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They organized youth groups, took children on outings and picnics, brought in lecturers and gave up most of their free hours to counseling, leading and guiding the youth of the community.

They established a Talmud Torah for the children of the neighborhood at nominal tuition.

Michael, looking virtually the same as he did thirty years ago, continues in his daily tasks, without fanfare. Reverend Friedman is also a masterful Baal Tefillah, expert Baal Koreh, and handles all his appointed tasks with style and dignity.

He has truly made a profession out of his duties, which came to include the sale of lulavim and esrogim, preparation of tasty and zesty kiddushim and, of course, the legendary herring and onions.

They knew that a mere holding action for Jewish survival was doomed to failure.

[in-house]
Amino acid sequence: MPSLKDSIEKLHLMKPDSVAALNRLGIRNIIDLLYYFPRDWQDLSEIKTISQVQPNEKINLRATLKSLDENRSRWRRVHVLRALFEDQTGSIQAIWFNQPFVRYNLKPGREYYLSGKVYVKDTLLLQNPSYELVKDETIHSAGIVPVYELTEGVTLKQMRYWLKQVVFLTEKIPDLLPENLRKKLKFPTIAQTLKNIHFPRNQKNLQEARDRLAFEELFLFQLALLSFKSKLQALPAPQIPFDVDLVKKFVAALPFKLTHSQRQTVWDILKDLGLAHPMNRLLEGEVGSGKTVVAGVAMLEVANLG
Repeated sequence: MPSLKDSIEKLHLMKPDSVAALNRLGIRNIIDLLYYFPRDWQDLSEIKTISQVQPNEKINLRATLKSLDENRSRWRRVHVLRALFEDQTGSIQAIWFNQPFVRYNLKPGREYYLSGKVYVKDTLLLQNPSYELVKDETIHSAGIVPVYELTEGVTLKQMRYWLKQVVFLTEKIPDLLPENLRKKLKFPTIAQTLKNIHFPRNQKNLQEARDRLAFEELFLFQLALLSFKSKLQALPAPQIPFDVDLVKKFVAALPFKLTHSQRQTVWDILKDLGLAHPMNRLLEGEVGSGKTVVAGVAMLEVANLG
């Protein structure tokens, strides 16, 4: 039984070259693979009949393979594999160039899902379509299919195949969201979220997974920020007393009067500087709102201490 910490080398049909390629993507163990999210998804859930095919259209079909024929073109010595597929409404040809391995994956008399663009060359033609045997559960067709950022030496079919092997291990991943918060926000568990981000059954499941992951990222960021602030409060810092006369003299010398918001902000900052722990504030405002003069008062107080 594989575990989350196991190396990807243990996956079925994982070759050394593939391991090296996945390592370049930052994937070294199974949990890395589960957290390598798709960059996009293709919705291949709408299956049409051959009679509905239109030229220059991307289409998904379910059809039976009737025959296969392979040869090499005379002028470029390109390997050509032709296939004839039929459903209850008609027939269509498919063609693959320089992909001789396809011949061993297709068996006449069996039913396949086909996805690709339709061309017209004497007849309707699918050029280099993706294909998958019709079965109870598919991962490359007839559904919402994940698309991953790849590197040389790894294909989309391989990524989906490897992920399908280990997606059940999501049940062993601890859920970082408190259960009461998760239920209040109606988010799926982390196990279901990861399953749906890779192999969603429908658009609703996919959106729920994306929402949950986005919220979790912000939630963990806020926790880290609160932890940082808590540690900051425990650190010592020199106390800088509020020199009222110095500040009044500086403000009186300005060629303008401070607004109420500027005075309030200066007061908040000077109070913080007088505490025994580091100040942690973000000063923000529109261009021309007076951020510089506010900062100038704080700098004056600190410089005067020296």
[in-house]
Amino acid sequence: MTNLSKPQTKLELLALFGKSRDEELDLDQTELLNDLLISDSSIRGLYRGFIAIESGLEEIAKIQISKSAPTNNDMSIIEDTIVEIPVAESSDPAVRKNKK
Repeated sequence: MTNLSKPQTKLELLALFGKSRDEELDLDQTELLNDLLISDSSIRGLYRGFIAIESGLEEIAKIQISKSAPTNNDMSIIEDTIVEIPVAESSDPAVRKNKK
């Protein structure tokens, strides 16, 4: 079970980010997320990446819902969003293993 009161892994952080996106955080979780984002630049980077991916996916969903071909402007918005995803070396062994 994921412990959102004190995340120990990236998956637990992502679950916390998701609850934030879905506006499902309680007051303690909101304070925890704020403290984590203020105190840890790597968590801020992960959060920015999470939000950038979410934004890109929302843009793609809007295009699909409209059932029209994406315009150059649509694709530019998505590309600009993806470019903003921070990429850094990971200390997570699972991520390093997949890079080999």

You capture a bit of the flavor of the time when you read what the first president of Young Israel, Ben Levine, wrote on the occasion of the twenty-fifth anniversary: “We set about cleaning up the debris and the old church paraphernalia which were in the basement long before the synagogue took over the church property.In Flatbush it had become fashionable to be “religious.” To have a succah, a lulav and esrog, to send a child to the Yeshivah of Flatbush, to be a sabbath observer, were matters of pride and socially commendable.Youngsters were beginning to walk the streets with yarmulkas on their heads.Max Weissman, Jack Weissman, Nat Weissman and I donned overalls and cleaned up, painted and whitewashed the basement.Even the ladies, Berdie Levine and Hattie Frankel, left their maids working at home and donned aprons and cleaned the floors and windows of the potential Young Israel of Flatbush.” Rabbi Sharfman wrote “I disclose my plebeian origin if I say that I have not previously met dedicated Orthodox young people who had left ‘maids working at home’ and came to perform the menial tasks necessary for the foundation of an Orthodox institution.” The building site on the corner of Coney Island Avenue and Avenue I was purchased on February 20, 1923.

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